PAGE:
Intercultural competence is the ability to understand and adapt to all the different ways we may identify socially. This includes gender identity, race, ethnicity, nationality, religious beliefs, sexual orientation, as well as socio-economic status, body size and type, and ability status and many other areas. Typically, if we have not been exposed to some aspect of diversity, we don’t make the effort to explore these differences in a way that we can become “competent’’ in understanding critical nuances. All organizations should approach the effort to grow intercultural competence as a community effort. This means rather than creating affinity groups for the sole purpose of supporting its members, affinity groups are also asked to help educate those who may be different. If an organization creates an expectation that its members invest in each other and learn about what makes us unique and different, it will build community in a much stronger, and sustainable way. All organizations should approach the effort to grow intercultural competence as a community effort.
So, what’s the ultimate real benefit of these five approaches to DEI? A stronger sense of belonging between all members of an organization, versus only some. This type of inclusive environment can lead to better retention and perhaps increased productivity. Another important benefit is a feeling of psychological safety – defined as mutual respect and trust among team members. This can lead to better performing and more efficient work teams. These are just two of the many benefits of taking a very different approach to how DEI is currently managed in organizations.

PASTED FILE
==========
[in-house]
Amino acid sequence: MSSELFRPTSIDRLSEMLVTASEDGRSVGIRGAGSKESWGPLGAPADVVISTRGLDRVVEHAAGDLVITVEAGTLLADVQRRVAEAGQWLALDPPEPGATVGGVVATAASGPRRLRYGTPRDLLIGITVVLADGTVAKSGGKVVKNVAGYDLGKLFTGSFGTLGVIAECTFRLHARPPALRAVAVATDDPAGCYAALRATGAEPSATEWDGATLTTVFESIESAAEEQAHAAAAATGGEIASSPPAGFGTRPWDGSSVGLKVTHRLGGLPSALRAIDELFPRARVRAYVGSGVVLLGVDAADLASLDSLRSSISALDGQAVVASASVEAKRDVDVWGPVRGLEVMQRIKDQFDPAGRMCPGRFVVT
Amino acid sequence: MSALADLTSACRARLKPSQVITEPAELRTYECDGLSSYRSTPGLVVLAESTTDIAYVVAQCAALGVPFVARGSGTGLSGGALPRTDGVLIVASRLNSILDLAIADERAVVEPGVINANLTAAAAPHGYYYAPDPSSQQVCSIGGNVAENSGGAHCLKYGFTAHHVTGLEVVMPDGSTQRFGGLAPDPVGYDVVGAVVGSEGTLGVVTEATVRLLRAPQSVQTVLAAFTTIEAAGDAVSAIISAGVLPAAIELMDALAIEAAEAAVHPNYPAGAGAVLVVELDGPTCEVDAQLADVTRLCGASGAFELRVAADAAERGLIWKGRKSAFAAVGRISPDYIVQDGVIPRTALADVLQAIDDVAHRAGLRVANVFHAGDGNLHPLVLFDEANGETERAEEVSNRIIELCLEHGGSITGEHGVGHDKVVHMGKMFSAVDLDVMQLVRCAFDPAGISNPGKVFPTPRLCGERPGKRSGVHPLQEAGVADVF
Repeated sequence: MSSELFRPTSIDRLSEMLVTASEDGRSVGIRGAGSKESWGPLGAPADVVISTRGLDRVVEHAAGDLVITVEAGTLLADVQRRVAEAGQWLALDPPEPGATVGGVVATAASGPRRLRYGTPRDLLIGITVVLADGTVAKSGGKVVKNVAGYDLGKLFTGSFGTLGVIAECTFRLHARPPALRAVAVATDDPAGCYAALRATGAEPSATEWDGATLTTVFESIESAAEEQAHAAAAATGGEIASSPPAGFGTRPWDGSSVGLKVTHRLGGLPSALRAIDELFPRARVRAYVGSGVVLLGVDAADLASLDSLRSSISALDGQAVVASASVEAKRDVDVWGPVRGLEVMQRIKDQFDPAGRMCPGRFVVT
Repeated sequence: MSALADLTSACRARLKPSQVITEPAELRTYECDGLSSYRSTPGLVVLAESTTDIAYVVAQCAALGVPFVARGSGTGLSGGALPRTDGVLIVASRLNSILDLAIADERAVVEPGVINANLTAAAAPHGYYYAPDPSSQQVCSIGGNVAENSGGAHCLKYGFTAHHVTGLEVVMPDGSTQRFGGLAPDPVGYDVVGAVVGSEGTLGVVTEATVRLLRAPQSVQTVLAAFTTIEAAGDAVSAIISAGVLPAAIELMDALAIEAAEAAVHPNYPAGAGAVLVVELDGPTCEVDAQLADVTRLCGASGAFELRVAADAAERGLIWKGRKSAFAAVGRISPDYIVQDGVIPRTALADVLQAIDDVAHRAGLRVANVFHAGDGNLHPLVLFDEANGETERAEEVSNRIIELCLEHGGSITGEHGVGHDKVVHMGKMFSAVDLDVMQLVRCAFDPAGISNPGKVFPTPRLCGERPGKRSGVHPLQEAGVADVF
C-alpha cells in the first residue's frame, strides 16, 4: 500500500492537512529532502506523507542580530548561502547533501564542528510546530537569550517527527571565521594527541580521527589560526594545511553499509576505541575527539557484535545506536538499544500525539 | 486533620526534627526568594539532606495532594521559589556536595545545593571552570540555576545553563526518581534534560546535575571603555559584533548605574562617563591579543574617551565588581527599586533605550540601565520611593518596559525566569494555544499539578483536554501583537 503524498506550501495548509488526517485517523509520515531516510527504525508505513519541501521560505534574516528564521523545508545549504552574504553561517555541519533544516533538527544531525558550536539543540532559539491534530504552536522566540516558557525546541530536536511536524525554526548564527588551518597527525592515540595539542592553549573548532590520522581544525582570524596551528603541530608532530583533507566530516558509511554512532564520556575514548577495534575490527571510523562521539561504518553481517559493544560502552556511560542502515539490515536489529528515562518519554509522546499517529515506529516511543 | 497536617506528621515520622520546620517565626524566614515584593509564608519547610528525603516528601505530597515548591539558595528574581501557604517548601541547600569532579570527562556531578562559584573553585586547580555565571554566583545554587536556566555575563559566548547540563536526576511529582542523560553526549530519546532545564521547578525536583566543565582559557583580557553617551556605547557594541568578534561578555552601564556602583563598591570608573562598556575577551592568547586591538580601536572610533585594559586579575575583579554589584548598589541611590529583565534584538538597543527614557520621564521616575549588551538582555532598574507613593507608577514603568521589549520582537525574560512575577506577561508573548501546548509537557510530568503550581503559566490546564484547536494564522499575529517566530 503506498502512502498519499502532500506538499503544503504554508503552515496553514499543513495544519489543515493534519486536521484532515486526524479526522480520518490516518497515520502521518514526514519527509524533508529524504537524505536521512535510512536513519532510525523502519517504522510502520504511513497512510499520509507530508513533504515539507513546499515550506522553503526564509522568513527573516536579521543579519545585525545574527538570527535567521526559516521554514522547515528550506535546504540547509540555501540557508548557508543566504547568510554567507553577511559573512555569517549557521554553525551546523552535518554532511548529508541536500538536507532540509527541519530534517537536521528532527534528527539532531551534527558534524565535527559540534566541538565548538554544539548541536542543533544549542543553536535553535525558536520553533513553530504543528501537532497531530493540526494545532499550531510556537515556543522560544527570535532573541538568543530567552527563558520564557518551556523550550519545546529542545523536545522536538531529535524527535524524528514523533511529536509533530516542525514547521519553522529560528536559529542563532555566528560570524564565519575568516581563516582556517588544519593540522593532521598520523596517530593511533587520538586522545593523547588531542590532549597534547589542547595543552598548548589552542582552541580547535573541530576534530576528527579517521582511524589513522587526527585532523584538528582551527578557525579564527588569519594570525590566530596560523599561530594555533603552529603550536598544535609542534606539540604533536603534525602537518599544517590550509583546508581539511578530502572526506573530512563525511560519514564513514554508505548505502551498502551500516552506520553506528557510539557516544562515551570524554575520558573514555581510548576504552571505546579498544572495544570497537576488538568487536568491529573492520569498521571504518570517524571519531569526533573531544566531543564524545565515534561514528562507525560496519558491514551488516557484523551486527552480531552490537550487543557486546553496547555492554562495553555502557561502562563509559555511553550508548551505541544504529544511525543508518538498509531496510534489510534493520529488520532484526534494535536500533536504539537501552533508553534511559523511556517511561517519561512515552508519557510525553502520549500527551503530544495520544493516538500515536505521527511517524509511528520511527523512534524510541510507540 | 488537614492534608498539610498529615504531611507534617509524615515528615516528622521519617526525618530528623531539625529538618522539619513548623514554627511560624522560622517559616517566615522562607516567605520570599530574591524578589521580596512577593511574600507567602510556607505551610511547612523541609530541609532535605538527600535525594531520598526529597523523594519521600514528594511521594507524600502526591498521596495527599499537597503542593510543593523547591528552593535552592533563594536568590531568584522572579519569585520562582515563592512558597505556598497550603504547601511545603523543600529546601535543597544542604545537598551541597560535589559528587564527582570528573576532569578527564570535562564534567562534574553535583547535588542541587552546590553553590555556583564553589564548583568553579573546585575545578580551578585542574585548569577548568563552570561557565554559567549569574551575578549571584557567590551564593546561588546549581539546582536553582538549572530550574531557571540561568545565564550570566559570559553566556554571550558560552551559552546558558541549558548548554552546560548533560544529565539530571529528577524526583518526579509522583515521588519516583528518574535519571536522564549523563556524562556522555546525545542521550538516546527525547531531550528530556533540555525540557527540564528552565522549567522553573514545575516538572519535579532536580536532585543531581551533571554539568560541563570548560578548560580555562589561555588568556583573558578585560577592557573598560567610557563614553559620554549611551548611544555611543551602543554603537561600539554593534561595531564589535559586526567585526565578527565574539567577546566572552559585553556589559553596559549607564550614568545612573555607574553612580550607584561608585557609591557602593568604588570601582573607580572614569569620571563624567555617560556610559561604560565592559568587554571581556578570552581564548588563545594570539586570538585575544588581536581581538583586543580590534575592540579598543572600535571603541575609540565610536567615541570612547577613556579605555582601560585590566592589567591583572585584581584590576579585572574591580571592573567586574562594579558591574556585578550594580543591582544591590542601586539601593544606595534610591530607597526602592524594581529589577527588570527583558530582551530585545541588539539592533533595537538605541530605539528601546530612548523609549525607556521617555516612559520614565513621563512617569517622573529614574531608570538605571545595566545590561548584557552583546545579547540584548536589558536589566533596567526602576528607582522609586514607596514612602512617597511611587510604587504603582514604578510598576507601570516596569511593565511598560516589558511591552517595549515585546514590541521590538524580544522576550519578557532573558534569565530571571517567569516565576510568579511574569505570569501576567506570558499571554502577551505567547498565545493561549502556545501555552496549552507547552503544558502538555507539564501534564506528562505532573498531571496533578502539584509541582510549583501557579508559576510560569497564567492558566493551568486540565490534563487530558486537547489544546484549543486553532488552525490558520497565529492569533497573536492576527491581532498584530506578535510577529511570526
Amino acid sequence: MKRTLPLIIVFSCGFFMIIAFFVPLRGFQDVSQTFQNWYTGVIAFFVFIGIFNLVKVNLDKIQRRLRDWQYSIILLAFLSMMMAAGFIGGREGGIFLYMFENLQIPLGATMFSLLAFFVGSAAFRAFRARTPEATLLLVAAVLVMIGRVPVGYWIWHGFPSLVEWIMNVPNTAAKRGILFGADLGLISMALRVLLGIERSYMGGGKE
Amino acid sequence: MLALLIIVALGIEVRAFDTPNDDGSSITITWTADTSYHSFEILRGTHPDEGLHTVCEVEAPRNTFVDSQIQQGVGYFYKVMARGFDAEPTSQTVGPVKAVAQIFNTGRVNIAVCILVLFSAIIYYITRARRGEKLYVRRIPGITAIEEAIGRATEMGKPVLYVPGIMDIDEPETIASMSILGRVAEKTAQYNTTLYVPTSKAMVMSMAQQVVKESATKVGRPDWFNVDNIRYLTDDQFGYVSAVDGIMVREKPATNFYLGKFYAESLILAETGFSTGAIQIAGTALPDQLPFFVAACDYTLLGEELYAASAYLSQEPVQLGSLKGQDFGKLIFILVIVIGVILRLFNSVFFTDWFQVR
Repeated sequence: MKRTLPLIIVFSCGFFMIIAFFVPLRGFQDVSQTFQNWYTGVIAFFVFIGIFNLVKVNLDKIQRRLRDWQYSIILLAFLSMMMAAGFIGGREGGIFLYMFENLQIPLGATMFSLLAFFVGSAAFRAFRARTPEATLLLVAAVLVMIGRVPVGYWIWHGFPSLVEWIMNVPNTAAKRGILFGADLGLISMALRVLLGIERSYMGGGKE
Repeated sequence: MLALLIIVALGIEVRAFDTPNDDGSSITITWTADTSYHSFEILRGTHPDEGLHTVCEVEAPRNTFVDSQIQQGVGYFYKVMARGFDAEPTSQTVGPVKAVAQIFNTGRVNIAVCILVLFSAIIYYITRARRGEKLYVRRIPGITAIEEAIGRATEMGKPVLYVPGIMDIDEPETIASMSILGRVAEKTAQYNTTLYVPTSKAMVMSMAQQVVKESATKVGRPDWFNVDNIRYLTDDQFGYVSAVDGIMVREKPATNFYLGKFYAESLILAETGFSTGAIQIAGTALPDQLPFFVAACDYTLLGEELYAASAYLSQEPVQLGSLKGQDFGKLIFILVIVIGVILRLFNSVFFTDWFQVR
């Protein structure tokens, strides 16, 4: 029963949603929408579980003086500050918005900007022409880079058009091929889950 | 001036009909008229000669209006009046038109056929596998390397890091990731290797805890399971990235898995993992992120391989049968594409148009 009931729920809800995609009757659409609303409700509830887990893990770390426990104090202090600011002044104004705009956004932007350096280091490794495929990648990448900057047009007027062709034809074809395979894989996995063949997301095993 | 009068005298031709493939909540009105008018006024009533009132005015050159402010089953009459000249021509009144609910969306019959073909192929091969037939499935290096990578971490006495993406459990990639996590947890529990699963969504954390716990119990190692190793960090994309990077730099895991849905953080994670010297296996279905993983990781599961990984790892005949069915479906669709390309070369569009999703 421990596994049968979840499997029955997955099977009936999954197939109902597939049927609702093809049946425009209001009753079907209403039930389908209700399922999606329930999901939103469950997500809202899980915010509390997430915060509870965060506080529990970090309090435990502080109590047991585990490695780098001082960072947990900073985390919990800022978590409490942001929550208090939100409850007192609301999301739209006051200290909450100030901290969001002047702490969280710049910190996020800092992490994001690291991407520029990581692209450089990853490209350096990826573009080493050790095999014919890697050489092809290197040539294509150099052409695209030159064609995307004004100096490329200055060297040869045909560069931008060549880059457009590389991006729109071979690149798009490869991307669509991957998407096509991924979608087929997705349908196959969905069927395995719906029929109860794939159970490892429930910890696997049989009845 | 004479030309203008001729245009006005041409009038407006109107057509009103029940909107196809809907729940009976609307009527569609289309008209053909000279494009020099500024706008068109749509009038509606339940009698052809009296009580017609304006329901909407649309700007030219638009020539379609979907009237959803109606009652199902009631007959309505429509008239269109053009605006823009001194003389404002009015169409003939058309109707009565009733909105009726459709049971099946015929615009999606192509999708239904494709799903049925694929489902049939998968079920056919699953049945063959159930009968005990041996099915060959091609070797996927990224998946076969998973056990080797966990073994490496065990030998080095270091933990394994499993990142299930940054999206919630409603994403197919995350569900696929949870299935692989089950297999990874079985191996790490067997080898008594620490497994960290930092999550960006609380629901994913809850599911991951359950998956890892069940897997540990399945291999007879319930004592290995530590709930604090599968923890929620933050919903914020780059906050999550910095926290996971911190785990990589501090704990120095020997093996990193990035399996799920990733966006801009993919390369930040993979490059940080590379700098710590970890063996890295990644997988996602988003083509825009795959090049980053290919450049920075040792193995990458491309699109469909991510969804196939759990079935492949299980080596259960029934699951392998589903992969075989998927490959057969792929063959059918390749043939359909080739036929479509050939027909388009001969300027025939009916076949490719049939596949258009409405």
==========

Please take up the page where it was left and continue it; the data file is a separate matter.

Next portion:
I am happy to collaborate with HU-X because we collectively have the capability to help companies figure out how they can move toward a more sustainable approach to diversity, equity, and inclusion and make the work experience a human experience for all.
A Leader’s Guide: Finding and Keeping Your Next Chief Diversity Officer, Russell Reynolds Associates (2018)
Diversity Wins, McKinsey & Co. (2019)